Renowned poet Gary Snyder and Japanese poet Nanao Sakaki traveled to Australia in 1981 for Poems of Land and Life, a six-week tour of urban and outback Aboriginal communities organized by John Stokes. The writings of Gary and Nanao following this tour helped raise consciousness of the Aboriginal Australians on the international scene.

Gary also introduced John to the bioregional movement and asked him to attend the First North American Bioregional Congress in Kansas City in 1984. Gary and John continue to correspond and collaborate.

Jose Rey Toledo at Zuni

October 18, 1940 - October 14, 2010

June 28, 1915 - April 1, 1994

Jake, a traditional Ganienkehaga (Mohawk) from Akwesasne, New York served as a royaner for the Wolf Clan for 30 years. He was involved in many Native activities over the years, including Wounded Knee, Ganienkeh Land Reclamation, the Longest Walk, the Bureau of Indian Affairs occupation, the Fourth Russell Tribunal in the Netherlands and as a delegate to the United Nations in Geneva, Switzerland. In addition to sitting on the Grand Council of the Iroquois confederacy, he held numerous positions within the community at Akwesasne.

From 1984, he traveled extensively, planting trees for peace and educating people on the culture and contributions of the Six Nations confederacy. He was the Director of the Tree of Peace Society and the author of Giving Thanks: A Native American Good Morning Message (Lee & Lowe Books, 1995). While working with the Mohawk newspaper Akwesasne Notes, John met Jake and the two began working together in 1985. From that time until 2005, Jake served as a mentor for John, teaching him about the culture of the Haudenosunee, including the Thanksgiving Address, the Great Law and the Great Peacemaker, as well as issues of international protocol.

For many years, they blended their projects, traveling together with a program of natural and cultural awareness they called Tracking the Roots of Peace. Jake’s message of peace, his vision of the youth of the world coming together through the words of Thanksgiving and his ceremonial knowledge continue to shine through the work of The Tracking Project.

Dignified Pueblo artist, drummer and educator Jose Rey Toledo was a man of great wisdom. He lived with his family in Jemez Pueblo in the Jemez mountains of New Mexico.

In 1985, while making a bowdrill fire at an Albuquerque elementary school, John met Jose Rey. Jose inspired the turtle image which serves as the logo of The Tracking Project and shared a tremendous wealth of knowledge regarding Pueblo life with John over the next ten years. From 1987 – 1993, he traveled with The Tracking Project‘s Arts of Life team, visiting Native day schools in New Mexico and Arizona.

Ray and Christine Fadden

August 23, 1910 - November 14, 2008

June 17, 1922 - March 9, 2011

In 1985 John Stokes joined legendary Mohawk teacher and storyteller Ray Tehanetorens Fadden for a series of wilderness camps at the Six Nations Indian Museum in Onchiota, New York Ray had founded the museum many years before in his work to preserve and honor the cultural heritage of the Onkwehonwe, the Original Peoples, and pass them on to the youth.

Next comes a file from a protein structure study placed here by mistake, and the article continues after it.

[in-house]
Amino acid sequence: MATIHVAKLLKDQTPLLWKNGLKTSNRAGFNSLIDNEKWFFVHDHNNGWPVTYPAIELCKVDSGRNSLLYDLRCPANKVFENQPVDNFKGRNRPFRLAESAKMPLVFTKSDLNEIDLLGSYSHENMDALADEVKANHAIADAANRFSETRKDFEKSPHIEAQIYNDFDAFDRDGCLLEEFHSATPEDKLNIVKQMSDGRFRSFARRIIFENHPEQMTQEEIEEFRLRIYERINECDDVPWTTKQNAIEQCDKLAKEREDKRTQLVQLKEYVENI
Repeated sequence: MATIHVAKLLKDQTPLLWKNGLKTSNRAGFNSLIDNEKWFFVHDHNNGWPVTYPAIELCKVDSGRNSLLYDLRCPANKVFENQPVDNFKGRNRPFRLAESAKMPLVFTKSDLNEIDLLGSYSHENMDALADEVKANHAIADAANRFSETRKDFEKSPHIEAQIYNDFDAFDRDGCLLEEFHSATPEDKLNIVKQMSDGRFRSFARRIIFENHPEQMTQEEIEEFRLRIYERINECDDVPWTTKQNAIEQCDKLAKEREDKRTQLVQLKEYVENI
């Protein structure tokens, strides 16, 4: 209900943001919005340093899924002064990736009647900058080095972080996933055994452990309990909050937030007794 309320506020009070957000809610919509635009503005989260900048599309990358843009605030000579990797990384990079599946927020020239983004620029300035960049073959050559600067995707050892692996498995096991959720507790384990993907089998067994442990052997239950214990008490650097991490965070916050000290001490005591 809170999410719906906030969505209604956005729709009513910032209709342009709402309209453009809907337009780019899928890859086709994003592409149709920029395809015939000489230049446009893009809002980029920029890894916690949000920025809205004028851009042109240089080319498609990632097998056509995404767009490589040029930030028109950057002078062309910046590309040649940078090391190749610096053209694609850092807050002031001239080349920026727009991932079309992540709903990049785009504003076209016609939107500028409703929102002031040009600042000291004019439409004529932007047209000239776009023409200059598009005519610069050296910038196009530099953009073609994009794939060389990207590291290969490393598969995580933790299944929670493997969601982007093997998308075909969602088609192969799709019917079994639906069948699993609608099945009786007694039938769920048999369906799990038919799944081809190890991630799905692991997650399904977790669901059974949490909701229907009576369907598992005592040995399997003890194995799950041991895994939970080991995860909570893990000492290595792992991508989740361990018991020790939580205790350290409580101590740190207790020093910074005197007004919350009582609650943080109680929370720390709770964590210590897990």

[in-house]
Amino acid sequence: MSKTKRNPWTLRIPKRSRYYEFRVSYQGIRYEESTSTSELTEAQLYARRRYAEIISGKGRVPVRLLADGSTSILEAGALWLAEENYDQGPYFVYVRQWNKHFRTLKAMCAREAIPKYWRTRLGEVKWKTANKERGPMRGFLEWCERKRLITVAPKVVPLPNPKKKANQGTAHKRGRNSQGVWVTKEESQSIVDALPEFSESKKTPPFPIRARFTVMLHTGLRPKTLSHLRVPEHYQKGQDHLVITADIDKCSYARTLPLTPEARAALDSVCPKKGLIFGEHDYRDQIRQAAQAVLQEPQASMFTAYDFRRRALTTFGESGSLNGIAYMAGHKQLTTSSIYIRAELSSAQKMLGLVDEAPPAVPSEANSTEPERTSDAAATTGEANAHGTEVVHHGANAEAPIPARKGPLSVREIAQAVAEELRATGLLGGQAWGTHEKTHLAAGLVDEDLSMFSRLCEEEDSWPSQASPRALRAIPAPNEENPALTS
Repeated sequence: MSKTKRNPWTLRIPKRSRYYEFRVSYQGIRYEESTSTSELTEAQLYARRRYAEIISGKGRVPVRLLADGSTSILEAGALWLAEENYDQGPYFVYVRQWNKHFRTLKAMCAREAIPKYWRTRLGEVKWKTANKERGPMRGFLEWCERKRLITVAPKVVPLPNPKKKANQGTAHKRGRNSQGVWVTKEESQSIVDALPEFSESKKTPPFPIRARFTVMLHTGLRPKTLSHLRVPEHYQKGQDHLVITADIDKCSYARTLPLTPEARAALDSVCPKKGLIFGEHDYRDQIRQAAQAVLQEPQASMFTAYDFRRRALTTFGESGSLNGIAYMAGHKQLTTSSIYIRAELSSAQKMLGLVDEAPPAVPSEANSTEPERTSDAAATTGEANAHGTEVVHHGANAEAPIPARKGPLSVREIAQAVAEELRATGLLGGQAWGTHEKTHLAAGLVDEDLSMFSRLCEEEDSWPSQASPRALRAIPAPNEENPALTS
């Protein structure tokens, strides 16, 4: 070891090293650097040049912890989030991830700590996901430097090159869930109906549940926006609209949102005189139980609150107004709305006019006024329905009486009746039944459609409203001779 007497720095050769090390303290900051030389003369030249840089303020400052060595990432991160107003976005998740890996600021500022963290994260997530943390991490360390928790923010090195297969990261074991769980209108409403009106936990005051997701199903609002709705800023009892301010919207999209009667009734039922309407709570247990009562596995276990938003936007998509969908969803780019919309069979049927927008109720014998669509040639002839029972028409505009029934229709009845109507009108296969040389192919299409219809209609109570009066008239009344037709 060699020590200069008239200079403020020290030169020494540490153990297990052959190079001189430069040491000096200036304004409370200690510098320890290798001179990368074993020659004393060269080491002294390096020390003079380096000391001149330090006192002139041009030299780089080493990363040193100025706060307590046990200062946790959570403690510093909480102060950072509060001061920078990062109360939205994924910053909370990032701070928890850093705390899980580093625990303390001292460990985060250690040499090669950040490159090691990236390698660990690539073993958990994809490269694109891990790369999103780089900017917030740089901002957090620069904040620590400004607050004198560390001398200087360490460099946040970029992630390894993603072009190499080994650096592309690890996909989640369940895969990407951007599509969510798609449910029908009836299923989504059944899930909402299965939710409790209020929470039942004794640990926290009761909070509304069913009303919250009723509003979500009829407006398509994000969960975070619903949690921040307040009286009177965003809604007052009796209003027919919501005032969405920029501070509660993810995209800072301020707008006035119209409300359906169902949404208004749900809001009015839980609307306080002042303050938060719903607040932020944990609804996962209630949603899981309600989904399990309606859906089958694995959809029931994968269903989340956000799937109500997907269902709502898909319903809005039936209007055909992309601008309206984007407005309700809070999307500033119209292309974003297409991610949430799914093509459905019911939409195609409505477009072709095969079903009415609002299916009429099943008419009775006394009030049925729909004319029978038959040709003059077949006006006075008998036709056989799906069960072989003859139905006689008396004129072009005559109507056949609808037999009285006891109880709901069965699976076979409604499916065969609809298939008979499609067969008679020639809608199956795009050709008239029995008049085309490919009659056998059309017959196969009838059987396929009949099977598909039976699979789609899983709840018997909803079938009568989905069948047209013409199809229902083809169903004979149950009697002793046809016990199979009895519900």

When they met, Ray asked what the proposed camps would entail. John answered, “We will use wilderness survival skills, firemaking, tracking and storytelling to…” “You don’t need to say another word,” said Fadden. “I did the same thing in the 1930’s and 1940’s and I know it works. See those chiefs and clan mothers over there — they were all my campers.”

Through the Awesasne Mohawk Counselor Organization, Ray trained young Mohawk people to travel as cultural ambassadors, recording, preserving and sharing the traditional teachings of the Native Nations at a time when Mohawk culture was severely repressed. With the publication of numerous charts and pamphlets, Ray wanted to show young Indian people the truth about their heritage. Some would say that through his efforts, he “rescued the Nation.”

John and Ray remained friends for many years, sharing many adventures with the numerous black bears and other animals that lived in the woods around Ray and Christine’s house. He taught John how to “talk to bears” and helped shape the early camps of The Tracking Project.
His books include: Legends of the IroquoisWampum Belts of the IroquoisTales of the Iroquois (2 volumes), and Credit Where Credit is Due.

Toshiko is recognized as one of the world’s finest ceramicists and in 1987 was designated as one of the living treasures of Hawai’i for her achievements as an artist and educator.

John Stokes met Toshiko in 1971 and began to study pottery with her. She helped John to see the connection of artistic forms with Nature. John and Toshiko continue to meet annually in Hawai’i, collaborating on exhibits and talks for the community.


Well-known Aboriginal activist Georgina Williams, a Kaurna/Narrangga descendant from South Australia, met John at the Aboriginal Community College. Between 1978 and 1984, she shared a wealth of knowledge with him regarding the Aboriginal community and strategies for implementing successful programs with grassroot indigenous people. She directed him to work with the youth and establish bridges between urban and outback groups.